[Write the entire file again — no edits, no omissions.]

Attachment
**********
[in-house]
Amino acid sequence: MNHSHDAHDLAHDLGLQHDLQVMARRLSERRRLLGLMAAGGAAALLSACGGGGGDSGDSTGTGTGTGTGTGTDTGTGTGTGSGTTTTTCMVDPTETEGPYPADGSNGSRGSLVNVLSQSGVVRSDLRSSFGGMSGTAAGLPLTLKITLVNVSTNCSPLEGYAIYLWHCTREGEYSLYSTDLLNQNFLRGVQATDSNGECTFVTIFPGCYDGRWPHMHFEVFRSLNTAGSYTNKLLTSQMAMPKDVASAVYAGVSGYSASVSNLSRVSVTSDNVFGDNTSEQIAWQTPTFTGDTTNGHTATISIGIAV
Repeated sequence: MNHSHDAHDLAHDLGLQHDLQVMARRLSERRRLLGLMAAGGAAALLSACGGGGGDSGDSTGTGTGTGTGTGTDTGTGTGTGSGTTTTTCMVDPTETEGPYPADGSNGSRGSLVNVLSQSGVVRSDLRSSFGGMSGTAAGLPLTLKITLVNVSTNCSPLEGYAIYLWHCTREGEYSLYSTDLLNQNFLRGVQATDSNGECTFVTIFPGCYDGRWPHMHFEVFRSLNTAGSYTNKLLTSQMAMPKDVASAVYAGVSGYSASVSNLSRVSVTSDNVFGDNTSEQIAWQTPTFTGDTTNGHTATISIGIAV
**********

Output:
[in-house]
Amino acid sequence: MNHSHDAHDLAHDLGLQHDLQVMARRLSERRRLLGLMAAGGAAALLSACGGGGGDSGDSTGTGTGTGTGTGTDTGTGTGTGSGTTTTTCMVDPTETEGPYPADGSNGSRGSLVNVLSQSGVVRSDLRSSFGGMSGTAAGLPLTLKITLVNVSTNCSPLEGYAIYLWHCTREGEYSLYSTDLLNQNFLRGVQATDSNGECTFVTIFPGCYDGRWPHMHFEVFRSLNTAGSYTNKLLTSQMAMPKDVASAVYAGVSGYSASVSNLSRVSVTSDNVFGDNTSEQIAWQTPTFTGDTTNGHTATISIGIAV
Repeated sequence: MNHSHDAHDLAHDLGLQHDLQVMARRLSERRRLLGLMAAGGAAALLSACGGGGGDSGDSTGTGTGTGTGTGTDTGTGTGTGSGTTTTTCMVDPTETEGPYPADGSNGSRGSLVNVLSQSGVVRSDLRSSFGGMSGTAAGLPLTLKITLVNVSTNCSPLEGYAIYLWHCTREGEYSLYSTDLLNQNFLRGVQATDSNGECTFVTIFPGCYDGRWPHMHFEVFRSLNTAGSYTNKLLTSQMAMPKDVASAVYAGVSGYSASVSNLSRVSVTSDNVFGDNTSEQIAWQTPTFTGDTTNGHTATISIGIAV